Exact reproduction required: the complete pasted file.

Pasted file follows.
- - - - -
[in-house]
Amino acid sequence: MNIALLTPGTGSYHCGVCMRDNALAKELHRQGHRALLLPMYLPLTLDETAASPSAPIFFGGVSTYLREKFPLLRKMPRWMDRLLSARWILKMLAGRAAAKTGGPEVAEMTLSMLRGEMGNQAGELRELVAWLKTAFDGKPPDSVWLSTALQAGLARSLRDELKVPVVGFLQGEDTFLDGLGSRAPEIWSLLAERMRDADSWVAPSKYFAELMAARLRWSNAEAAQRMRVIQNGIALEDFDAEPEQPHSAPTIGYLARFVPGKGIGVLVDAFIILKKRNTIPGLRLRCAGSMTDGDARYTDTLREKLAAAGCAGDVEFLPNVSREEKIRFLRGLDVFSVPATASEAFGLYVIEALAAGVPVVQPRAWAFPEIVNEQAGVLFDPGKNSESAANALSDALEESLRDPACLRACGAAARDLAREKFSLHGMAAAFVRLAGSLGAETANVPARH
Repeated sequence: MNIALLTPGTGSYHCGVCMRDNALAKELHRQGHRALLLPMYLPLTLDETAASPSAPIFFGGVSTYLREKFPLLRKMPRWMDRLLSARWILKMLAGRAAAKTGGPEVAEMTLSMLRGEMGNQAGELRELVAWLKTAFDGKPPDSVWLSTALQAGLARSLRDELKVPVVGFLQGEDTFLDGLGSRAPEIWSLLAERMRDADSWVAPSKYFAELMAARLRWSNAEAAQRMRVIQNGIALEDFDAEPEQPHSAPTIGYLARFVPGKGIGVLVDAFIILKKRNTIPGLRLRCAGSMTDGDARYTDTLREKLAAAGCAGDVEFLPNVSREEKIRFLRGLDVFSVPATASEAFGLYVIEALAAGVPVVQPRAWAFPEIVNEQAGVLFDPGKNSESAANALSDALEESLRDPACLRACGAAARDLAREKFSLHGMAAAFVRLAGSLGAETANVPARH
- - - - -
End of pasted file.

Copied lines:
[in-house]
Amino acid sequence: MNIALLTPGTGSYHCGVCMRDNALAKELHRQGHRALLLPMYLPLTLDETAASPSAPIFFGGVSTYLREKFPLLRKMPRWMDRLLSARWILKMLAGRAAAKTGGPEVAEMTLSMLRGEMGNQAGELRELVAWLKTAFDGKPPDSVWLSTALQAGLARSLRDELKVPVVGFLQGEDTFLDGLGSRAPEIWSLLAERMRDADSWVAPSKYFAELMAARLRWSNAEAAQRMRVIQNGIALEDFDAEPEQPHSAPTIGYLARFVPGKGIGVLVDAFIILKKRNTIPGLRLRCAGSMTDGDARYTDTLREKLAAAGCAGDVEFLPNVSREEKIRFLRGLDVFSVPATASEAFGLYVIEALAAGVPVVQPRAWAFPEIVNEQAGVLFDPGKNSESAANALSDALEESLRDPACLRACGAAARDLAREKFSLHGMAAAFVRLAGSLGAETANVPARH
Repeated sequence: MNIALLTPGTGSYHCGVCMRDNALAKELHRQGHRALLLPMYLPLTLDETAASPSAPIFFGGVSTYLREKFPLLRKMPRWMDRLLSARWILKMLAGRAAAKTGGPEVAEMTLSMLRGEMGNQAGELRELVAWLKTAFDGKPPDSVWLSTALQAGLARSLRDELKVPVVGFLQGEDTFLDGLGSRAPEIWSLLAERMRDADSWVAPSKYFAELMAARLRWSNAEAAQRMRVIQNGIALEDFDAEPEQPHSAPTIGYLARFVPGKGIGVLVDAFIILKKRNTIPGLRLRCAGSMTDGDARYTDTLREKLAAAGCAGDVEFLPNVSREEKIRFLRGLDVFSVPATASEAFGLYVIEALAAGVPVVQPRAWAFPEIVNEQAGVLFDPGKNSESAANALSDALEESLRDPACLRACGAAARDLAREKFSLHGMAAAFVRLAGSLGAETANVPARH